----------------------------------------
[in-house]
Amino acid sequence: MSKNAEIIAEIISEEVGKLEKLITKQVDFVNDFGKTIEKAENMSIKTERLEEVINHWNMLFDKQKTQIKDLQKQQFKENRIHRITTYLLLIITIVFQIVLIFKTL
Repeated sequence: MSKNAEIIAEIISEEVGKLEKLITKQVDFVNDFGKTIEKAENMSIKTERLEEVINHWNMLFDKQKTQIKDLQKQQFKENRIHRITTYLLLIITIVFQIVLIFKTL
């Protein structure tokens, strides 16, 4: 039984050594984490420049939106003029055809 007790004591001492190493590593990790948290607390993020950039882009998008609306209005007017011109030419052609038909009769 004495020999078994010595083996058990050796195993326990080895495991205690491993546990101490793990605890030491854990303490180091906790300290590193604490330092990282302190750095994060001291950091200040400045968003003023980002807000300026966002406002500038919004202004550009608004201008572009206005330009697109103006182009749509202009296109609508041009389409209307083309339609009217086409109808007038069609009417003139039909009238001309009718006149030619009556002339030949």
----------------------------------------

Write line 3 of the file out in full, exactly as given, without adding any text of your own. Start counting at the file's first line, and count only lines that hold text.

Repeated sequence: MSKNAEIIAEIISEEVGKLEKLITKQVDFVNDFGKTIEKAENMSIKTERLEEVINHWNMLFDKQKTQIKDLQKQQFKENRIHRITTYLLLIITIVFQIVLIFKTL